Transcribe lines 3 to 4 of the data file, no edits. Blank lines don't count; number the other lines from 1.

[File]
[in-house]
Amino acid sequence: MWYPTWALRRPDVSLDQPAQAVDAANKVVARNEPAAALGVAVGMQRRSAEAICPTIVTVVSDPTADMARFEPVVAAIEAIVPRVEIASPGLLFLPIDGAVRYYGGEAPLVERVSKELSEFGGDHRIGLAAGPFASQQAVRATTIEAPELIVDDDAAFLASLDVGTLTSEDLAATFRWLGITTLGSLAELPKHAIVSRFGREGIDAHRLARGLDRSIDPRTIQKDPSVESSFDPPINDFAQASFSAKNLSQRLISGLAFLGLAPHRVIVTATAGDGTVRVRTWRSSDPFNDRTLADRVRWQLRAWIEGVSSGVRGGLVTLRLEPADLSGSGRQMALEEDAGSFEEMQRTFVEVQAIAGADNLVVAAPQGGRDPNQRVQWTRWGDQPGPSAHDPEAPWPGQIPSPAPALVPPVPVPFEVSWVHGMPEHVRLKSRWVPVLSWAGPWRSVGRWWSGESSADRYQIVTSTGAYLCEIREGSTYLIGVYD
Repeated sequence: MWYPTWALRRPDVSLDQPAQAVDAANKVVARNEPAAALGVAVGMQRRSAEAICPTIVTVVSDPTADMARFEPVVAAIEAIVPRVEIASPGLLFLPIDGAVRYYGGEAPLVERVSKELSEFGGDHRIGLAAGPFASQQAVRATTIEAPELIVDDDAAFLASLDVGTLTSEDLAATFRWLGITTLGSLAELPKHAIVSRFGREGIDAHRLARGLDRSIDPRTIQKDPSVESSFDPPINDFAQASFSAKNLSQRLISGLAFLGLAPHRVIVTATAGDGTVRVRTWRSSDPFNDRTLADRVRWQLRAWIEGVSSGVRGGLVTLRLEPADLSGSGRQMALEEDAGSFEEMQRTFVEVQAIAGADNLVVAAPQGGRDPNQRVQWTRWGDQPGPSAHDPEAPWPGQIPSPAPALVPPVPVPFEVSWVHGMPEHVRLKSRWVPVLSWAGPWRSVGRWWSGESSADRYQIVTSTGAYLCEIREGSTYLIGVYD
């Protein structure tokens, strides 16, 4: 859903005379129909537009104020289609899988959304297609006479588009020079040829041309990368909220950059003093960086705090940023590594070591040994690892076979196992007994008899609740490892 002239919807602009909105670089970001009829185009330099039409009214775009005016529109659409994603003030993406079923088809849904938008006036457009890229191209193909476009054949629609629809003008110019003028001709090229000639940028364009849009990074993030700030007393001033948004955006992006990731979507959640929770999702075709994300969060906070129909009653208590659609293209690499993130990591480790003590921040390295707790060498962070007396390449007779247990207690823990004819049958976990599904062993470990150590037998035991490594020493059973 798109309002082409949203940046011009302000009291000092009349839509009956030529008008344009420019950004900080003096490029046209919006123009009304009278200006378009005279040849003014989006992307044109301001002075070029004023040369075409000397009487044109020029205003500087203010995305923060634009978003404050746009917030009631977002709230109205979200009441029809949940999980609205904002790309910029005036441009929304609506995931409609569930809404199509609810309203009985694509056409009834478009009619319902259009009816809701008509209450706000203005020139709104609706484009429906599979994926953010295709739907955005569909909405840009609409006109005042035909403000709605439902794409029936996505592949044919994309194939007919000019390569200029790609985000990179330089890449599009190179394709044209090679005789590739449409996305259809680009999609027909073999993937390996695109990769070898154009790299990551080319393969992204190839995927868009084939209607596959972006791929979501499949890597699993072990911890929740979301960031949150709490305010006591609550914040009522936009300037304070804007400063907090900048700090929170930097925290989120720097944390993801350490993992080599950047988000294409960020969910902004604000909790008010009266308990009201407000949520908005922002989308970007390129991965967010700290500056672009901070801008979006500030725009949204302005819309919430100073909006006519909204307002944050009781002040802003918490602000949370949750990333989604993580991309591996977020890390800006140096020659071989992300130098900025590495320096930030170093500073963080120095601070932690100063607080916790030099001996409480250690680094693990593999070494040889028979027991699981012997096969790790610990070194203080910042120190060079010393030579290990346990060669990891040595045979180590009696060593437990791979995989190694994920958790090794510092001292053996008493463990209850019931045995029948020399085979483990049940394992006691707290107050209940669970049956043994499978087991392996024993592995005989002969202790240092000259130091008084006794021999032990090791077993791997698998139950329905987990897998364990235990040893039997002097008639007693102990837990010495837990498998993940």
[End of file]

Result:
Repeated sequence: MWYPTWALRRPDVSLDQPAQAVDAANKVVARNEPAAALGVAVGMQRRSAEAICPTIVTVVSDPTADMARFEPVVAAIEAIVPRVEIASPGLLFLPIDGAVRYYGGEAPLVERVSKELSEFGGDHRIGLAAGPFASQQAVRATTIEAPELIVDDDAAFLASLDVGTLTSEDLAATFRWLGITTLGSLAELPKHAIVSRFGREGIDAHRLARGLDRSIDPRTIQKDPSVESSFDPPINDFAQASFSAKNLSQRLISGLAFLGLAPHRVIVTATAGDGTVRVRTWRSSDPFNDRTLADRVRWQLRAWIEGVSSGVRGGLVTLRLEPADLSGSGRQMALEEDAGSFEEMQRTFVEVQAIAGADNLVVAAPQGGRDPNQRVQWTRWGDQPGPSAHDPEAPWPGQIPSPAPALVPPVPVPFEVSWVHGMPEHVRLKSRWVPVLSWAGPWRSVGRWWSGESSADRYQIVTSTGAYLCEIREGSTYLIGVYD
């Protein structure tokens, strides 16, 4: 859903005379129909537009104020289609899988959304297609006479588009020079040829041309990368909220950059003093960086705090940023590594070591040994690892076979196992007994008899609740490892 002239919807602009909105670089970001009829185009330099039409009214775009005016529109659409994603003030993406079923088809849904938008006036457009890229191209193909476009054949629609629809003008110019003028001709090229000639940028364009849009990074993030700030007393001033948004955006992006990731979507959640929770999702075709994300969060906070129909009653208590659609293209690499993130990591480790003590921040390295707790060498962070007396390449007779247990207690823990004819049958976990599904062993470990150590037998035991490594020493059973 798109309002082409949203940046011009302000009291000092009349839509009956030529008008344009420019950004900080003096490029046209919006123009009304009278200006378009005279040849003014989006992307044109301001002075070029004023040369075409000397009487044109020029205003500087203010995305923060634009978003404050746009917030009631977002709230109205979200009441029809949940999980609205904002790309910029005036441009929304609506995931409609569930809404199509609810309203009985694509056409009834478009009619319902259009009816809701008509209450706000203005020139709104609706484009429906599979994926953010295709739907955005569909909405840009609409006109005042035909403000709605439902794409029936996505592949044919994309194939007919000019390569200029790609985000990179330089890449599009190179394709044209090679005789590739449409996305259809680009999609027909073999993937390996695109990769070898154009790299990551080319393969992204190839995927868009084939209607596959972006791929979501499949890597699993072990911890929740979301960031949150709490305010006591609550914040009522936009300037304070804007400063907090900048700090929170930097925290989120720097944390993801350490993992080599950047988000294409960020969910902004604000909790008010009266308990009201407000949520908005922002989308970007390129991965967010700290500056672009901070801008979006500030725009949204302005819309919430100073909006006519909204307002944050009781002040802003918490602000949370949750990333989604993580991309591996977020890390800006140096020659071989992300130098900025590495320096930030170093500073963080120095601070932690100063607080916790030099001996409480250690680094693990593999070494040889028979027991699981012997096969790790610990070194203080910042120190060079010393030579290990346990060669990891040595045979180590009696060593437990791979995989190694994920958790090794510092001292053996008493463990209850019931045995029948020399085979483990049940394992006691707290107050209940669970049956043994499978087991392996024993592995005989002969202790240092000259130091008084006794021999032990090791077993791997698998139950329905987990897998364990235990040893039997002097008639007693102990837990010495837990498998993940």